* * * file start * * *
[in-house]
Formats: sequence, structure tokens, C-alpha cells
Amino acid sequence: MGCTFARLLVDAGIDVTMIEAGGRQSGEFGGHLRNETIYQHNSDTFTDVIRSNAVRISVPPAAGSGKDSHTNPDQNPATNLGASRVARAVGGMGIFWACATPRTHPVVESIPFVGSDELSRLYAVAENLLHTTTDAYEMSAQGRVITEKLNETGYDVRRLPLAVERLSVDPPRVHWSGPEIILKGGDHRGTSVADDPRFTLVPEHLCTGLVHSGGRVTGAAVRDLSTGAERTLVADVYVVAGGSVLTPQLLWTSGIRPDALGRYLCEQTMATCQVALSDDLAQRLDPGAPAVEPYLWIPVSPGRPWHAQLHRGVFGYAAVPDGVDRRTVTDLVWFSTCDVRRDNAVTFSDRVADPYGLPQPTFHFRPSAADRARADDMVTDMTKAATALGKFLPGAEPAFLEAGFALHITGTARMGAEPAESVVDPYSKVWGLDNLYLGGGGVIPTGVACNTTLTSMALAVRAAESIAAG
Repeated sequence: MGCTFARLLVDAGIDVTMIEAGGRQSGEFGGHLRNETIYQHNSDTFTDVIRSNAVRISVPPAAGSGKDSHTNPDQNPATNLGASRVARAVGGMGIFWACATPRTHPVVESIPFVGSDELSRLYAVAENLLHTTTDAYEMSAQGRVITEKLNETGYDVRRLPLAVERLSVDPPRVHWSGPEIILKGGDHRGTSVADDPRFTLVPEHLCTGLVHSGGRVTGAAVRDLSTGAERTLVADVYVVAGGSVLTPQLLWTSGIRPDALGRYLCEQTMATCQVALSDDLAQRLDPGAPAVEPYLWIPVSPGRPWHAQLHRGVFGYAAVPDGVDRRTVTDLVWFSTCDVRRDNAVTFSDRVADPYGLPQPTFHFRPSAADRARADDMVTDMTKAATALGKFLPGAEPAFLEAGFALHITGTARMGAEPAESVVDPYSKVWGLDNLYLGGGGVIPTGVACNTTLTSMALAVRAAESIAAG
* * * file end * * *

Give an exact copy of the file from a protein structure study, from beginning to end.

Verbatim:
[in-house]
Formats: sequence, structure tokens, C-alpha cells
Amino acid sequence: MGCTFARLLVDAGIDVTMIEAGGRQSGEFGGHLRNETIYQHNSDTFTDVIRSNAVRISVPPAAGSGKDSHTNPDQNPATNLGASRVARAVGGMGIFWACATPRTHPVVESIPFVGSDELSRLYAVAENLLHTTTDAYEMSAQGRVITEKLNETGYDVRRLPLAVERLSVDPPRVHWSGPEIILKGGDHRGTSVADDPRFTLVPEHLCTGLVHSGGRVTGAAVRDLSTGAERTLVADVYVVAGGSVLTPQLLWTSGIRPDALGRYLCEQTMATCQVALSDDLAQRLDPGAPAVEPYLWIPVSPGRPWHAQLHRGVFGYAAVPDGVDRRTVTDLVWFSTCDVRRDNAVTFSDRVADPYGLPQPTFHFRPSAADRARADDMVTDMTKAATALGKFLPGAEPAFLEAGFALHITGTARMGAEPAESVVDPYSKVWGLDNLYLGGGGVIPTGVACNTTLTSMALAVRAAESIAAG
Repeated sequence: MGCTFARLLVDAGIDVTMIEAGGRQSGEFGGHLRNETIYQHNSDTFTDVIRSNAVRISVPPAAGSGKDSHTNPDQNPATNLGASRVARAVGGMGIFWACATPRTHPVVESIPFVGSDELSRLYAVAENLLHTTTDAYEMSAQGRVITEKLNETGYDVRRLPLAVERLSVDPPRVHWSGPEIILKGGDHRGTSVADDPRFTLVPEHLCTGLVHSGGRVTGAAVRDLSTGAERTLVADVYVVAGGSVLTPQLLWTSGIRPDALGRYLCEQTMATCQVALSDDLAQRLDPGAPAVEPYLWIPVSPGRPWHAQLHRGVFGYAAVPDGVDRRTVTDLVWFSTCDVRRDNAVTFSDRVADPYGLPQPTFHFRPSAADRARADDMVTDMTKAATALGKFLPGAEPAFLEAGFALHITGTARMGAEPAESVVDPYSKVWGLDNLYLGGGGVIPTGVACNTTLTSMALAVRAAESIAAG